• potential entrants and the threat of entrants
  • power of buyers
  • power of suppliers
  • threat of substitutes

Competitive rivalry

As described above three dominant players operate in this oligopolistic global industry. The industry is capital intensive and there is a requirement for high investment in advanced technology and research and development. No single manufacturer dominates the industry, so balance fuels the rivalry.

Competition in the primary market for aero-engines is intensified by the link to the secondary market for engine part sales and services. Access to the secondary market is dependent on achieving the original sale of new engines. In recent years the intensity of competition has increased as each manufacturer has tried to improve its volumes and market share. Rivalry has also intensified because gas turbine engines are now essentially a mature product and the potential for technological differential advantage has been reduced.

Power of buyers

The numbers of potential buyers of new aircraft are low. Buyers of aircraft engines are therefore essentially price makers, with the market price for new engines being largely set by the buyer. The power of buyers has further increased in recent years as many airlines have become ‘global carriers’.

The decision to purchase a particular aircraft or engine combination is a long-term one. This means that failure to secure an order may prevent an engine manufacturer trading with a particular airline for more than a decade. The selection of one engine type can lead to a domino effect, with other competing buyers following the same selection. Airlines are increasingly seeking lifetime cost of ownership guarantees, and reduced repair costs.

Power of suppliers

The suppliers to the aero-engine manufacturer have limited power. There are many hundreds of different suppliers to the aero-engine industry. They supply all nature of components, from nuts and bolts to state-of-the-art electronic control systems costing hundreds of thousands of pounds. The power of many of the smaller companies, which represent most of the supplier base, has been reduced. This is due to engine manufacturers adopting dual sourcing strategies, using a range of alternative sources of supply. The most powerful suppliers are those involved in the supply of high specification electronic control equipment.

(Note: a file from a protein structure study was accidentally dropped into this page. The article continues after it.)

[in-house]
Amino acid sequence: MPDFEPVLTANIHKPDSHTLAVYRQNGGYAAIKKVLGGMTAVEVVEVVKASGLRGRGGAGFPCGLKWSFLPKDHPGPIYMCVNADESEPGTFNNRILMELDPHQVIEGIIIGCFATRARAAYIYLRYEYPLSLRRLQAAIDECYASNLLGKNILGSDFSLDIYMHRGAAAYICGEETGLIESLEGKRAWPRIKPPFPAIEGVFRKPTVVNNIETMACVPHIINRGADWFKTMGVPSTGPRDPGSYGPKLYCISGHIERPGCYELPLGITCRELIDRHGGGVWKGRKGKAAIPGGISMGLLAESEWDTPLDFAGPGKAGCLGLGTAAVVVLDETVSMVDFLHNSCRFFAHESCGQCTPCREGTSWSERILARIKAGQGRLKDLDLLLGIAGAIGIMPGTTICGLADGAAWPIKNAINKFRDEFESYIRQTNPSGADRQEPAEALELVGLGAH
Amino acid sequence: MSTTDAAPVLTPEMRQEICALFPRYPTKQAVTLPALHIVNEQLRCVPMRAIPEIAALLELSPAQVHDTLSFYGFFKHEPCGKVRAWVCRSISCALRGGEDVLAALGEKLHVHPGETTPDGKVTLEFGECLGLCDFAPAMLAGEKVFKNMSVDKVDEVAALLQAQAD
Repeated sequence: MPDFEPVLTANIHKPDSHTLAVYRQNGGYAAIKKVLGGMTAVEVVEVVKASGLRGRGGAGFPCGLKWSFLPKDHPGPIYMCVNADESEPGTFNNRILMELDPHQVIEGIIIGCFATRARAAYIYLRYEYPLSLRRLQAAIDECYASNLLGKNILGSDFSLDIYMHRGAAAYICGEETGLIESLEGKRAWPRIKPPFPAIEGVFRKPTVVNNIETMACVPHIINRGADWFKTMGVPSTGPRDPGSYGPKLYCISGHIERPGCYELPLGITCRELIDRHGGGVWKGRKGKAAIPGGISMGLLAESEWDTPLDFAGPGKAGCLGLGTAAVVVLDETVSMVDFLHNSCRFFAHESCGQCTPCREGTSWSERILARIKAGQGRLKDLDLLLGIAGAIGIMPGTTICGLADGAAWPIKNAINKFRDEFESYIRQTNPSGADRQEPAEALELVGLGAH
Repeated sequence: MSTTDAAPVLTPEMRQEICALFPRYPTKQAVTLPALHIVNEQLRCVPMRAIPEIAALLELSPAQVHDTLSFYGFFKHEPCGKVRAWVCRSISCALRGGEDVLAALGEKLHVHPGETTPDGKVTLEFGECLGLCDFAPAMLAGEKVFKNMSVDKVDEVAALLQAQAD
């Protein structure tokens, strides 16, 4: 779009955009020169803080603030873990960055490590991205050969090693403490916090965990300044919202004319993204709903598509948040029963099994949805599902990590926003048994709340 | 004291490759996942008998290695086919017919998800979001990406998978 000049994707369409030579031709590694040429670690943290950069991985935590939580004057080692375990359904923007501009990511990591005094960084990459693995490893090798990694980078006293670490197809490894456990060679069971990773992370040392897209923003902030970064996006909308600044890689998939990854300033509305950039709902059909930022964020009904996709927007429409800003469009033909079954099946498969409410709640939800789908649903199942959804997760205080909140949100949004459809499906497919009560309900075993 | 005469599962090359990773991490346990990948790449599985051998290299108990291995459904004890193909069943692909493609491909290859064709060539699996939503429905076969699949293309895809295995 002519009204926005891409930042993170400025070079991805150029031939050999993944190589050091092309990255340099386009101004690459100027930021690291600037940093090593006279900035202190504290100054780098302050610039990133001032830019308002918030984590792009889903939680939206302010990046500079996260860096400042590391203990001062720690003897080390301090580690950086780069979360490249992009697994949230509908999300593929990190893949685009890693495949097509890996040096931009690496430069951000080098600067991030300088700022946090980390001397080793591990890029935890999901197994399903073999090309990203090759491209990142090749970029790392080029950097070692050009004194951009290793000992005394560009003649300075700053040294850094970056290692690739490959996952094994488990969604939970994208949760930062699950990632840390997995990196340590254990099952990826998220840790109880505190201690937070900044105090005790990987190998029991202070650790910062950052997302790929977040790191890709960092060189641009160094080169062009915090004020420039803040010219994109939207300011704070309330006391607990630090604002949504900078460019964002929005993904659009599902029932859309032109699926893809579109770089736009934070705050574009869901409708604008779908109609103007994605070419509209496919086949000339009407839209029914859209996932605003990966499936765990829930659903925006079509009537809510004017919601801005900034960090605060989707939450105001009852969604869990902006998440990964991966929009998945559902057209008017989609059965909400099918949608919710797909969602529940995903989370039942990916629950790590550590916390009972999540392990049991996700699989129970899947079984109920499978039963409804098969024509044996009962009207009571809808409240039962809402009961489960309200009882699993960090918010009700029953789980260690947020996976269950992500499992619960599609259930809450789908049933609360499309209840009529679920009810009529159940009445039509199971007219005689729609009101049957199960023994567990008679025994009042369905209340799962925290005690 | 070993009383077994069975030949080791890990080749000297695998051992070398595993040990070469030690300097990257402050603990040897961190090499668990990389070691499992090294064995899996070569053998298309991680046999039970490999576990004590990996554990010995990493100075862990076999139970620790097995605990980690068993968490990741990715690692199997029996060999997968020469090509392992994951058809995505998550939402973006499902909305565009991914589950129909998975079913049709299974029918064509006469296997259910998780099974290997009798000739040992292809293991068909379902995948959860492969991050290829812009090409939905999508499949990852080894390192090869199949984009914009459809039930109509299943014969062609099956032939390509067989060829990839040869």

Threat of entry

Although not unknown, entry to the aero-engine industry is extremely difficult. The highly specialised advanced nature of aero-engine design combined with the costs of research and development as well as the confidence of customers represent significant barriers to entry. New engines also need extensive testing before gaining airworthiness approval from the authorities. The market is also sensitive to the reputation of the engine manufacturer, where names such as Rolls-Royce represent a range of proven high-technology products.

Threat of substitutes

There is no substitute for an aero engine and the threat of substitutes for air transport itself is minor. However, it is thought that the development of video conferencing capability will reduce some business travel and the growth of high speed train travel (e.g. Eurostar) will affect some travel decisions. However, both of these developments are taking place at a time when the demand for air travel is increasing.

This analysis shows that the commercial aero-engine business is highly competitive, with the buyer possessing and exerting a very powerful influence upon organisations. The high barriers to entry and the low threat of substitutes indicate that existing competitors will continue to share the business between them. However, a slow down in industry growth and the increasing maturity of products will intensify the degree of rivalry between the engine manufacturers.